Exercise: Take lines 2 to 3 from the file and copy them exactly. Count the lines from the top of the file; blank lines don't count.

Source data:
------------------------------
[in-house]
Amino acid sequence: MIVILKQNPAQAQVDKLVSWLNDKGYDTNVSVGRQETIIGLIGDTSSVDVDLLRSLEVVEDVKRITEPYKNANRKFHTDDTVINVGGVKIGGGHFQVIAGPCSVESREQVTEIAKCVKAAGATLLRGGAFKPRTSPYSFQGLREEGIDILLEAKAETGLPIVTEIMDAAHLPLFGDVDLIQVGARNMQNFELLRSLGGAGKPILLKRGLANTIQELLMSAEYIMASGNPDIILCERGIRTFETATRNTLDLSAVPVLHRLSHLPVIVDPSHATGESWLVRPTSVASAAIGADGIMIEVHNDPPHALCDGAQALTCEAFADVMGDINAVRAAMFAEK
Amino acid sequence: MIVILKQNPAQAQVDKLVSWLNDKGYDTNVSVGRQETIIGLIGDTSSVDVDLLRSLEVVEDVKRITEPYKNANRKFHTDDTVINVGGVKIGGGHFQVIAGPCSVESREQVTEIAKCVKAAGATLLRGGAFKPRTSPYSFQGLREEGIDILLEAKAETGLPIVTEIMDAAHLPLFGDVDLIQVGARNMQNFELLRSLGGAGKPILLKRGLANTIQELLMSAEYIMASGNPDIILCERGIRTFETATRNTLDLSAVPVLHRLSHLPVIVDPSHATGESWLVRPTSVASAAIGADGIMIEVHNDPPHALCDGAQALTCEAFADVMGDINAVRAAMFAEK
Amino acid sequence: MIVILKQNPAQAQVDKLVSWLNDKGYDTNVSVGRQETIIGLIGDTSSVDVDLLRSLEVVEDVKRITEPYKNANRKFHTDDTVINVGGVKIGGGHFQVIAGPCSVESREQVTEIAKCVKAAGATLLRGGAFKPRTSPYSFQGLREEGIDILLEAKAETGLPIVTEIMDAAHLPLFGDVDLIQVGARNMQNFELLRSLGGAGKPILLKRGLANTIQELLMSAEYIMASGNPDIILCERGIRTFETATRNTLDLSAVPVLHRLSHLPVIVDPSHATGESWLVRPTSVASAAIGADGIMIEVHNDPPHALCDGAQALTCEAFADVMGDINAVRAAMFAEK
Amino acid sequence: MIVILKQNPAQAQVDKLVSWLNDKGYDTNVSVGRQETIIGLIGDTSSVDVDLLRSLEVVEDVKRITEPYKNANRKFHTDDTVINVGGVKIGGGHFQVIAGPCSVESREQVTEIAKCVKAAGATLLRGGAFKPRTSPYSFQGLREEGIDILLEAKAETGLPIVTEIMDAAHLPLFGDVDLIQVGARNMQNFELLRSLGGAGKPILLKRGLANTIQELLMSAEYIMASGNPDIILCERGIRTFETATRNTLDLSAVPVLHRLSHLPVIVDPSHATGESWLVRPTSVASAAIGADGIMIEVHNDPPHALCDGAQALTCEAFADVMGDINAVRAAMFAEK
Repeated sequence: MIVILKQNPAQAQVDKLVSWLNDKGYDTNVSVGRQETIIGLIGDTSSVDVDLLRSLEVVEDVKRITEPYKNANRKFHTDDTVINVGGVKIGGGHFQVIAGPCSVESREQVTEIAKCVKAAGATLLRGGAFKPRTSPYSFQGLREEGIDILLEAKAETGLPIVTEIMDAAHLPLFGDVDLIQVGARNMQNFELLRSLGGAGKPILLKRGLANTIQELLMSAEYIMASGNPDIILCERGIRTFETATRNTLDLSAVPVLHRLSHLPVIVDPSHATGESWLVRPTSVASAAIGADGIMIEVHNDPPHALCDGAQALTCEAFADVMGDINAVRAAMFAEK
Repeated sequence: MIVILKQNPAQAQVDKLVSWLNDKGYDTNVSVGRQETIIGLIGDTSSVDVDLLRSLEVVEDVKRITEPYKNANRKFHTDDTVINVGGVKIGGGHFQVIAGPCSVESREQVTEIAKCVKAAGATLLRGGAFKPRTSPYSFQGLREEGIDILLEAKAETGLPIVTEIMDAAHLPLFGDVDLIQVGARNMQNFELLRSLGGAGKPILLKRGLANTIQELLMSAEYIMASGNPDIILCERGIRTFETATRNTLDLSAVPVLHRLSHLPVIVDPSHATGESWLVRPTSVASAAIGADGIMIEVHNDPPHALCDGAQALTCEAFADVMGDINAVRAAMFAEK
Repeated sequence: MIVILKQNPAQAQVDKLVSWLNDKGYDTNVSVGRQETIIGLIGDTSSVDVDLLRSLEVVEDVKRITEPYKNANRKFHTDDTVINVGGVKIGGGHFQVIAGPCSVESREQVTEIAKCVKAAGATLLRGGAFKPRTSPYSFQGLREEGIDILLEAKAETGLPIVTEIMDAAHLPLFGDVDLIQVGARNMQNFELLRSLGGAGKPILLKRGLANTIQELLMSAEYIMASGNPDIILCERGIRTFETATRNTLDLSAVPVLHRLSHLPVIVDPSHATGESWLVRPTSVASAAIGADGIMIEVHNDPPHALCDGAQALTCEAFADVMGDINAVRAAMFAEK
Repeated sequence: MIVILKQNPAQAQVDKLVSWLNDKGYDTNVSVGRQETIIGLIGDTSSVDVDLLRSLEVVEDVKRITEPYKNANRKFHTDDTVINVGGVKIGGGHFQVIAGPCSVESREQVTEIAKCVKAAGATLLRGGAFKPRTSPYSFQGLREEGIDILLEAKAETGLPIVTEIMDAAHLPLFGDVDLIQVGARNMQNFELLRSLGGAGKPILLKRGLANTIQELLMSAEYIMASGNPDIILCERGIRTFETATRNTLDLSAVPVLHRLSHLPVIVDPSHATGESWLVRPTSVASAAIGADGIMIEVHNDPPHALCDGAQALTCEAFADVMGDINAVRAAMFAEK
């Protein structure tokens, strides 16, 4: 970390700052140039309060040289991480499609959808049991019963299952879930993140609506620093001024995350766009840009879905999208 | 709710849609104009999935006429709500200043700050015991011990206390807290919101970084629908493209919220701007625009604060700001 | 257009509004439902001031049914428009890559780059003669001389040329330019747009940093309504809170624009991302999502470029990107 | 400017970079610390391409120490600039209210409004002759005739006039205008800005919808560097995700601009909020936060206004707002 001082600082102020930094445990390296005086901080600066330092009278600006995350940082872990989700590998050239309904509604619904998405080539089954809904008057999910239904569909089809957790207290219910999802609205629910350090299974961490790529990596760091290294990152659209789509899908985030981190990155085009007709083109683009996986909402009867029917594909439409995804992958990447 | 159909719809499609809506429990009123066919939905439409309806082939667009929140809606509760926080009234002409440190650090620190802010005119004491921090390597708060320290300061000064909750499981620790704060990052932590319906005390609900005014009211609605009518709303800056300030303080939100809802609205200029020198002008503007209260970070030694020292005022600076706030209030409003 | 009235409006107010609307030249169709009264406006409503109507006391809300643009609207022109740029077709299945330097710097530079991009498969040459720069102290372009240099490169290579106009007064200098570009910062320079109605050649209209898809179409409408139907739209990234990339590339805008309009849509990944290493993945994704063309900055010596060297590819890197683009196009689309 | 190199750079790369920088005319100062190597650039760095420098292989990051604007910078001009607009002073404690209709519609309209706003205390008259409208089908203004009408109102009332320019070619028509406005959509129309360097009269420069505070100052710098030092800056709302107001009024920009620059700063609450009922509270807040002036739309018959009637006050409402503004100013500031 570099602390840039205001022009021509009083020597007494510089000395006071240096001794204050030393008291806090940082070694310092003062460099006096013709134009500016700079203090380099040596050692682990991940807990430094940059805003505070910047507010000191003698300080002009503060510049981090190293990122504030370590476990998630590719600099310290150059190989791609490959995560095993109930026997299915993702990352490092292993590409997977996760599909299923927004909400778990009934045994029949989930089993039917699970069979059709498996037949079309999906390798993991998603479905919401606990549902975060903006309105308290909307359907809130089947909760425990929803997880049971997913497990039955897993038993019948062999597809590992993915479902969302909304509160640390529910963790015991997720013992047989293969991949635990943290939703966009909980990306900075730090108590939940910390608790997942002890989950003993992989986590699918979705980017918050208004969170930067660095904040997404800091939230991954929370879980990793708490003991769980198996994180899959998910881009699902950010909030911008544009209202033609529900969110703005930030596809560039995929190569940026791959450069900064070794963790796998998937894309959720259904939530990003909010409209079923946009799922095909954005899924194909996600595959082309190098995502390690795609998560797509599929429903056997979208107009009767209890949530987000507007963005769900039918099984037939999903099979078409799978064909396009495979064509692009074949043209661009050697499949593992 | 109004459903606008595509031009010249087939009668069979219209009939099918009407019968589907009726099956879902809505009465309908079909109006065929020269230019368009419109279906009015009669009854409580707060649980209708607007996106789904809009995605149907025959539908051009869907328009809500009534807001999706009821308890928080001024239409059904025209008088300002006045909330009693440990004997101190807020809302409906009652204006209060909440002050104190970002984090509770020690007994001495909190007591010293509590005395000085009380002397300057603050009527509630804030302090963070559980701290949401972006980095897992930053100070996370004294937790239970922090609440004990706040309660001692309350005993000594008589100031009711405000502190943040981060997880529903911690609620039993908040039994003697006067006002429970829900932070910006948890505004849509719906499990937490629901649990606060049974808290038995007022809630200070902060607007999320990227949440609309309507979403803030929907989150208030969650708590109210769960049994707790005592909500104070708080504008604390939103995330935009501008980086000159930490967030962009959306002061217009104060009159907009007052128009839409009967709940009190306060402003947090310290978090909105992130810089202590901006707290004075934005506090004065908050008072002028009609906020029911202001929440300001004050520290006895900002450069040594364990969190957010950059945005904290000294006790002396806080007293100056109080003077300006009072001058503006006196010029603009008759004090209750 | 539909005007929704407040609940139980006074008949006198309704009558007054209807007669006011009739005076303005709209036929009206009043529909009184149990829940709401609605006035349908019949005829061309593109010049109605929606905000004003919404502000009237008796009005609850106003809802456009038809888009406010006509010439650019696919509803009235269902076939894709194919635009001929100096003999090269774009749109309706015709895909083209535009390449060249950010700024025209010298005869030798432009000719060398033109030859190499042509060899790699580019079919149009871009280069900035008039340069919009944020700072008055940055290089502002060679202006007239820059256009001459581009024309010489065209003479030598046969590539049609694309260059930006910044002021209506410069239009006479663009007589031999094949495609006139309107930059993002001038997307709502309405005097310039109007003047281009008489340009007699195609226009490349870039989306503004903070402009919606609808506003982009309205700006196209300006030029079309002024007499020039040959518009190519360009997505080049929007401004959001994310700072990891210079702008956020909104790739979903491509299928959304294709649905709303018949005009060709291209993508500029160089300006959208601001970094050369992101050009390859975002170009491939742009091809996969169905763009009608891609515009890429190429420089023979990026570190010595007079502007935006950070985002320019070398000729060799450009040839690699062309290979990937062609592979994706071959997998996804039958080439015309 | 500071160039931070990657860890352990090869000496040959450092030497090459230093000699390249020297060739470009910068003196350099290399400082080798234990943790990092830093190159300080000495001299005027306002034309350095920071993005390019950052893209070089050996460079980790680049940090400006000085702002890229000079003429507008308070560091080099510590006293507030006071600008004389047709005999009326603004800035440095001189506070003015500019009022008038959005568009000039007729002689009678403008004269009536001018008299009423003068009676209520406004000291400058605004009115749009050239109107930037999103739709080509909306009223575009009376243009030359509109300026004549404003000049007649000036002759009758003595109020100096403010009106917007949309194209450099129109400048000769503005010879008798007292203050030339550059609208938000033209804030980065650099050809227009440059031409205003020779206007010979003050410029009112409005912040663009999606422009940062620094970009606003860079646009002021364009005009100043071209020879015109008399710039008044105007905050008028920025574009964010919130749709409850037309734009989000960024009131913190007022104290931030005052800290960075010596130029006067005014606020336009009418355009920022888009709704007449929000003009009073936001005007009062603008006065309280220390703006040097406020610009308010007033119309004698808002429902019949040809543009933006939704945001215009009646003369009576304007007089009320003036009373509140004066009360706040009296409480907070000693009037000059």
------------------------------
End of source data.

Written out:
Amino acid sequence: MIVILKQNPAQAQVDKLVSWLNDKGYDTNVSVGRQETIIGLIGDTSSVDVDLLRSLEVVEDVKRITEPYKNANRKFHTDDTVINVGGVKIGGGHFQVIAGPCSVESREQVTEIAKCVKAAGATLLRGGAFKPRTSPYSFQGLREEGIDILLEAKAETGLPIVTEIMDAAHLPLFGDVDLIQVGARNMQNFELLRSLGGAGKPILLKRGLANTIQELLMSAEYIMASGNPDIILCERGIRTFETATRNTLDLSAVPVLHRLSHLPVIVDPSHATGESWLVRPTSVASAAIGADGIMIEVHNDPPHALCDGAQALTCEAFADVMGDINAVRAAMFAEK
Amino acid sequence: MIVILKQNPAQAQVDKLVSWLNDKGYDTNVSVGRQETIIGLIGDTSSVDVDLLRSLEVVEDVKRITEPYKNANRKFHTDDTVINVGGVKIGGGHFQVIAGPCSVESREQVTEIAKCVKAAGATLLRGGAFKPRTSPYSFQGLREEGIDILLEAKAETGLPIVTEIMDAAHLPLFGDVDLIQVGARNMQNFELLRSLGGAGKPILLKRGLANTIQELLMSAEYIMASGNPDIILCERGIRTFETATRNTLDLSAVPVLHRLSHLPVIVDPSHATGESWLVRPTSVASAAIGADGIMIEVHNDPPHALCDGAQALTCEAFADVMGDINAVRAAMFAEK